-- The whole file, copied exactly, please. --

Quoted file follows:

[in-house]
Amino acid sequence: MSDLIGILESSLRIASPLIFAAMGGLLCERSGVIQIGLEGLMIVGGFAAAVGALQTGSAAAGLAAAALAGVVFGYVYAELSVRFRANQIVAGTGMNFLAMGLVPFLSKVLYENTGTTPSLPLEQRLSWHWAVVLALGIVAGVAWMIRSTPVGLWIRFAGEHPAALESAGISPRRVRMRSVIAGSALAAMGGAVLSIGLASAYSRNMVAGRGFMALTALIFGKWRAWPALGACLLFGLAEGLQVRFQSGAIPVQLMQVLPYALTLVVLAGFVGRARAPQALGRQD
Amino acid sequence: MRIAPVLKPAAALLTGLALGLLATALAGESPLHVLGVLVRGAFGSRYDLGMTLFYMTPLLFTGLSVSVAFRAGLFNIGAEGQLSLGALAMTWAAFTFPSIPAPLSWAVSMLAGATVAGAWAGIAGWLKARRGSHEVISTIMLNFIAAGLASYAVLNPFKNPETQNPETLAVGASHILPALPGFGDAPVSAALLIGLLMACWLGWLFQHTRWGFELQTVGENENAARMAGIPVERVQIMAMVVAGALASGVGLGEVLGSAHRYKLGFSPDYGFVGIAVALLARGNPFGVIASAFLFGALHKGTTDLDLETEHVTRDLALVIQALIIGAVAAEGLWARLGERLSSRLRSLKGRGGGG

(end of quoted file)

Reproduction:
[in-house]
Amino acid sequence: MSDLIGILESSLRIASPLIFAAMGGLLCERSGVIQIGLEGLMIVGGFAAAVGALQTGSAAAGLAAAALAGVVFGYVYAELSVRFRANQIVAGTGMNFLAMGLVPFLSKVLYENTGTTPSLPLEQRLSWHWAVVLALGIVAGVAWMIRSTPVGLWIRFAGEHPAALESAGISPRRVRMRSVIAGSALAAMGGAVLSIGLASAYSRNMVAGRGFMALTALIFGKWRAWPALGACLLFGLAEGLQVRFQSGAIPVQLMQVLPYALTLVVLAGFVGRARAPQALGRQD
Amino acid sequence: MRIAPVLKPAAALLTGLALGLLATALAGESPLHVLGVLVRGAFGSRYDLGMTLFYMTPLLFTGLSVSVAFRAGLFNIGAEGQLSLGALAMTWAAFTFPSIPAPLSWAVSMLAGATVAGAWAGIAGWLKARRGSHEVISTIMLNFIAAGLASYAVLNPFKNPETQNPETLAVGASHILPALPGFGDAPVSAALLIGLLMACWLGWLFQHTRWGFELQTVGENENAARMAGIPVERVQIMAMVVAGALASGVGLGEVLGSAHRYKLGFSPDYGFVGIAVALLARGNPFGVIASAFLFGALHKGTTDLDLETEHVTRDLALVIQALIIGAVAAEGLWARLGERLSSRLRSLKGRGGGG